This chapter deals with actually contributing to PHP-GTK 2 documentation. If
you have further questions, feel free to ask them on the
php-gtk-doc mailing list.
If you have written some documentation, you probably want it to go
into the official manual. Please send your files by mail to the php-gtk-doc
mailing list mentioned above, or to one of the contributors listed
on the documentation credits page.
They will put your work in the official sources on the CVS server.
If you contribute to the docs regularly, you can get a CVS account. Ask
about it at the documentation mailing list.
If you have a CVS account: always compile the manual
before committing changes! If there is an error in the xml, the nightly manual
generation will break and people will complain.
The manual sources consist of over 300 single files, and so chances are
high that there are white spots in the docs. If you already have
noticed what's missing when browsing the manual, go ahead and fill the
white spot which interests you at most. If you don't know any empty
places, search the manual files for FIXME and
TODO comments and start there.
Directory and file structure
As you might have noticed already, the manual sources are in the
manual/ directory, which contains folders for each
language. Have a look at manual/en/reference/ -
you will find folders for gtk, gdk.
Every class has it's own xml file in one of the folders
- that allows multiple people to work on different parts of manual at the
same time, and it allows slower machines to open a manual file.
You probably won't need to add any files, because the skeleton for the
class docs should exist at least. If you have to add a new file,
be sure it's registered in manual/reference.xml
- it won't be included in the manual otherwise.
Class images have its own directory, images/. The
directory structure is about the same as the one for the xml files;
for example the image for GtkAboutDialog is at
images/reference/gtk/gtkaboutdialog.png. If you
create new images, make sure they are small. A file with 30kb is too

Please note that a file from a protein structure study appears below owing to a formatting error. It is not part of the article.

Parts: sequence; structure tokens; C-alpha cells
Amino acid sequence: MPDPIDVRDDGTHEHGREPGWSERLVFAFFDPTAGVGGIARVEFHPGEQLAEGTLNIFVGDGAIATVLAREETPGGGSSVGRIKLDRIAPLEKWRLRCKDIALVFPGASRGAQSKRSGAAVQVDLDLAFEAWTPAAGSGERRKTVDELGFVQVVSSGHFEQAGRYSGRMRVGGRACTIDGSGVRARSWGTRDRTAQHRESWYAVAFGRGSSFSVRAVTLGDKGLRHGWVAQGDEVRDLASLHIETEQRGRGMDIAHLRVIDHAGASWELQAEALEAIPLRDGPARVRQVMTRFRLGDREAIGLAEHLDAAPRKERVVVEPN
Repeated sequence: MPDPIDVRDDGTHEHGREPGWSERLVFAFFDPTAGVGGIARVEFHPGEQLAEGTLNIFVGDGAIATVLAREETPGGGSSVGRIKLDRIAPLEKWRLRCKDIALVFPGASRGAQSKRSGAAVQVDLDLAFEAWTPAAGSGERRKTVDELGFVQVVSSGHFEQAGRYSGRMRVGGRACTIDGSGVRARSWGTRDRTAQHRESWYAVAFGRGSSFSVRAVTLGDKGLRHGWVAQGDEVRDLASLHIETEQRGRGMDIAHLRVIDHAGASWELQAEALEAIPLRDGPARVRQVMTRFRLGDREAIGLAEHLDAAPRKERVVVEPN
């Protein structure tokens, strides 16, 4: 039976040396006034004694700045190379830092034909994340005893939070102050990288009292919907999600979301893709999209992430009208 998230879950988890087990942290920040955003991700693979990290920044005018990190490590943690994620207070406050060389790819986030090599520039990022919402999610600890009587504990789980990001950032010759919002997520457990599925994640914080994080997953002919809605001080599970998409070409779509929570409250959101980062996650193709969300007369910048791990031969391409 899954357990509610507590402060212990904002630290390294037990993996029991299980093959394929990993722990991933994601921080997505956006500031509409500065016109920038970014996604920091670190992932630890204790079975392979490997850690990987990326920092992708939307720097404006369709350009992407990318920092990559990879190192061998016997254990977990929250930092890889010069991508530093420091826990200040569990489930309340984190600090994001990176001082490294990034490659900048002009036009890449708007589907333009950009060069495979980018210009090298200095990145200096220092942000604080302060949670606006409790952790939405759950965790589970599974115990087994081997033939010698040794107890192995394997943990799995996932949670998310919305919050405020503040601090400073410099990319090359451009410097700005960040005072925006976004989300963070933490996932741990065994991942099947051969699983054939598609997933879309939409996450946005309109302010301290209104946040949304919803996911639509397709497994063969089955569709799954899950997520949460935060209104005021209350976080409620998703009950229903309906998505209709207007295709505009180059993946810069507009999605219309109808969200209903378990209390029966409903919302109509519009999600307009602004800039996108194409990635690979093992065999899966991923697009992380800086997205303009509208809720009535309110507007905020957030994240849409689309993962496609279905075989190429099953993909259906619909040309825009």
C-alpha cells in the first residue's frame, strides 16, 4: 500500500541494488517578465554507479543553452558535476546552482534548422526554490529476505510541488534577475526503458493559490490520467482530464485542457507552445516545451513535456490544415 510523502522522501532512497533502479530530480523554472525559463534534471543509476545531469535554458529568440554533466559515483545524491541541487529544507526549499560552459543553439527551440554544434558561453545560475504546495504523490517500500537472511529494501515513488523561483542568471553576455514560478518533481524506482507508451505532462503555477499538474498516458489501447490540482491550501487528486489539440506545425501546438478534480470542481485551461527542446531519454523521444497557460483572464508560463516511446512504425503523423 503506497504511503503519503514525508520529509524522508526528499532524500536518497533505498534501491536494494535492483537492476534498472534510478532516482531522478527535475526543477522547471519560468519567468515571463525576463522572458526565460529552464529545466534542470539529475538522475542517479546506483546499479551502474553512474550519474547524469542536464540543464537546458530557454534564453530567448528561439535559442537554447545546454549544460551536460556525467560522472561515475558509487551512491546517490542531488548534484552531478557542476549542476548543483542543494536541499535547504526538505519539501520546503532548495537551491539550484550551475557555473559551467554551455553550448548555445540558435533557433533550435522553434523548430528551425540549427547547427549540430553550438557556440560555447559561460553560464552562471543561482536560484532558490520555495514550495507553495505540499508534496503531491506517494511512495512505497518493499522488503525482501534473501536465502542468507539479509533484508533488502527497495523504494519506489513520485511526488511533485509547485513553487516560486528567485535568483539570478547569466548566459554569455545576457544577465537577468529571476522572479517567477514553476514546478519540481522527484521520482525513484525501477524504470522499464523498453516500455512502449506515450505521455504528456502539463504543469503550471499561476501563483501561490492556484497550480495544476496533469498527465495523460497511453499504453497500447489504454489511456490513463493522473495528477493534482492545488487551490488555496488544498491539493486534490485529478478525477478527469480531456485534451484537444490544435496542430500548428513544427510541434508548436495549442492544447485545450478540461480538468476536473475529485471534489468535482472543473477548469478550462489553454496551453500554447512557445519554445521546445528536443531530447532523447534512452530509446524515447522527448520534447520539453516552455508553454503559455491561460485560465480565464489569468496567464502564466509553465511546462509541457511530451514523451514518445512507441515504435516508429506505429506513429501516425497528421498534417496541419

expensive, if you add all the image sizes up. Also make sure you use
.png files, and reduce the color palette to a fixed
size to keep file size low.
Executable examples have their own directory examples/
with a structure similar to the images and the xml doc files, with the
exception that every single class has its own directory. The file are
named after the function/method they give an example for:
set_logo() function of
GtkAboutDialog has to go into
Notice the file extension. The filename of the default constructor
One word first: Write the documentation with any program you
want to. I prefer the KDE text editor Kate,
but a vi, emacs or even
Notepad will do the job.
Note: If you use non-ASCII characters, you need to save the file
The docs consist of structured text: You tell that a text is
in a paragraph, that the word shall get
special emphasis or that another word is to
be taken literal. If you have written HTML pages, you will know
You might wonder why the docs don't use HTML tags:
It's because DocBook just describes the text structure, it doesn't
format it. HTML tries to separate layout (CSS) and content (XHTML)
as well, but DocBook can be used to produce not only HTML, but PDFs
and real books, too. There are many special elements in a book: Chapters,
sections, examples, and in a programming manual like this you have
methods, parameters, properties, signals and so on.
Each element has its own tag. This seems quite confusing when you start
with docbook, but it has its benefits: Complete control over the output.
The most basic element is <para>, used to separate
text into paragraphs. Paragraphs contain other tags like links, filenames,
tables and so on. There is a special paragraph type
<simpara> for paragraphs without any other tag
The next important tags are the links. Have a look at
You can emphasise words or groups of words via
<emphasis>, or define literals
with <literal>. Filenames can
be expressed with <filename>,
variables with <varname>.
There are many more small tags, but listing them here would make a
If you want to list items, use the <itemizedlist>